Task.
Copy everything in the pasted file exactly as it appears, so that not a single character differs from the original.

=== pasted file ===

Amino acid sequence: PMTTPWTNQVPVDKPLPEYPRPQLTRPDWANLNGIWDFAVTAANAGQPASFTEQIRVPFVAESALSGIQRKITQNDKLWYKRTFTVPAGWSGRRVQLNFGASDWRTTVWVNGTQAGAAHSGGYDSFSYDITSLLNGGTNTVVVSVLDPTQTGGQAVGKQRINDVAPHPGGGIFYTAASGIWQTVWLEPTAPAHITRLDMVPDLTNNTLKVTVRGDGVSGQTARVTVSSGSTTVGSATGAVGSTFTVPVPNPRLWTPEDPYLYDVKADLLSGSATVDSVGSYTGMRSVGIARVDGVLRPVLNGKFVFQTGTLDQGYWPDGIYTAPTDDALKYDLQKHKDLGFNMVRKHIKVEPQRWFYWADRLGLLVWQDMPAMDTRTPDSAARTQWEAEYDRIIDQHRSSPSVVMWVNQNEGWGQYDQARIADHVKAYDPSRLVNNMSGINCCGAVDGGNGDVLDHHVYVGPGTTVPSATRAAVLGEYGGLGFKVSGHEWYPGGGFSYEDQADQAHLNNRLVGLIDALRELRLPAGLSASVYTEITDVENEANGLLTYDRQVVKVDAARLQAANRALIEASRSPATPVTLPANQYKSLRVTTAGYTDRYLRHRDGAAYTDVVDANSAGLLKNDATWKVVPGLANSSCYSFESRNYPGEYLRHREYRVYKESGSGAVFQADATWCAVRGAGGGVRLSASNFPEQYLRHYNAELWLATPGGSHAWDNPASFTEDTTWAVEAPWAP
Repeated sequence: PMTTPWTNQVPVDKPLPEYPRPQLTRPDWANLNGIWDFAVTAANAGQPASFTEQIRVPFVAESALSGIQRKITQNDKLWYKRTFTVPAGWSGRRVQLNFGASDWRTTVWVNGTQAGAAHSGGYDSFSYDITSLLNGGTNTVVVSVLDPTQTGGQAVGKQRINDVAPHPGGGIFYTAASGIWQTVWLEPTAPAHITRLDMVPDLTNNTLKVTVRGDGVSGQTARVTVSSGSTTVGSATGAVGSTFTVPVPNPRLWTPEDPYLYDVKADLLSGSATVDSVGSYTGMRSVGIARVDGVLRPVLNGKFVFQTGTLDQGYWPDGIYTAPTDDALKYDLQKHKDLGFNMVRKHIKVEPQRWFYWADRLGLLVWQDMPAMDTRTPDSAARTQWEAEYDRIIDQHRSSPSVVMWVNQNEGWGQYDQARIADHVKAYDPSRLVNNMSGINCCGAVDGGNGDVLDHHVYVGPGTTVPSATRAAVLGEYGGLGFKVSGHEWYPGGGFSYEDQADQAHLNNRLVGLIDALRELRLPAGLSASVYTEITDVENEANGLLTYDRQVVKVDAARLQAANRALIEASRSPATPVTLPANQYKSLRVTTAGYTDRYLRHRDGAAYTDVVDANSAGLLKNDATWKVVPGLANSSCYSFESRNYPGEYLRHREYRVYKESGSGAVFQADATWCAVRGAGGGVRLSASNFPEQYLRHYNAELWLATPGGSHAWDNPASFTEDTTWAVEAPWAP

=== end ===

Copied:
Amino acid sequence: PMTTPWTNQVPVDKPLPEYPRPQLTRPDWANLNGIWDFAVTAANAGQPASFTEQIRVPFVAESALSGIQRKITQNDKLWYKRTFTVPAGWSGRRVQLNFGASDWRTTVWVNGTQAGAAHSGGYDSFSYDITSLLNGGTNTVVVSVLDPTQTGGQAVGKQRINDVAPHPGGGIFYTAASGIWQTVWLEPTAPAHITRLDMVPDLTNNTLKVTVRGDGVSGQTARVTVSSGSTTVGSATGAVGSTFTVPVPNPRLWTPEDPYLYDVKADLLSGSATVDSVGSYTGMRSVGIARVDGVLRPVLNGKFVFQTGTLDQGYWPDGIYTAPTDDALKYDLQKHKDLGFNMVRKHIKVEPQRWFYWADRLGLLVWQDMPAMDTRTPDSAARTQWEAEYDRIIDQHRSSPSVVMWVNQNEGWGQYDQARIADHVKAYDPSRLVNNMSGINCCGAVDGGNGDVLDHHVYVGPGTTVPSATRAAVLGEYGGLGFKVSGHEWYPGGGFSYEDQADQAHLNNRLVGLIDALRELRLPAGLSASVYTEITDVENEANGLLTYDRQVVKVDAARLQAANRALIEASRSPATPVTLPANQYKSLRVTTAGYTDRYLRHRDGAAYTDVVDANSAGLLKNDATWKVVPGLANSSCYSFESRNYPGEYLRHREYRVYKESGSGAVFQADATWCAVRGAGGGVRLSASNFPEQYLRHYNAELWLATPGGSHAWDNPASFTEDTTWAVEAPWAP
Repeated sequence: PMTTPWTNQVPVDKPLPEYPRPQLTRPDWANLNGIWDFAVTAANAGQPASFTEQIRVPFVAESALSGIQRKITQNDKLWYKRTFTVPAGWSGRRVQLNFGASDWRTTVWVNGTQAGAAHSGGYDSFSYDITSLLNGGTNTVVVSVLDPTQTGGQAVGKQRINDVAPHPGGGIFYTAASGIWQTVWLEPTAPAHITRLDMVPDLTNNTLKVTVRGDGVSGQTARVTVSSGSTTVGSATGAVGSTFTVPVPNPRLWTPEDPYLYDVKADLLSGSATVDSVGSYTGMRSVGIARVDGVLRPVLNGKFVFQTGTLDQGYWPDGIYTAPTDDALKYDLQKHKDLGFNMVRKHIKVEPQRWFYWADRLGLLVWQDMPAMDTRTPDSAARTQWEAEYDRIIDQHRSSPSVVMWVNQNEGWGQYDQARIADHVKAYDPSRLVNNMSGINCCGAVDGGNGDVLDHHVYVGPGTTVPSATRAAVLGEYGGLGFKVSGHEWYPGGGFSYEDQADQAHLNNRLVGLIDALRELRLPAGLSASVYTEITDVENEANGLLTYDRQVVKVDAARLQAANRALIEASRSPATPVTLPANQYKSLRVTTAGYTDRYLRHRDGAAYTDVVDANSAGLLKNDATWKVVPGLANSSCYSFESRNYPGEYLRHREYRVYKESGSGAVFQADATWCAVRGAGGGVRLSASNFPEQYLRHYNAELWLATPGGSHAWDNPASFTEDTTWAVEAPWAP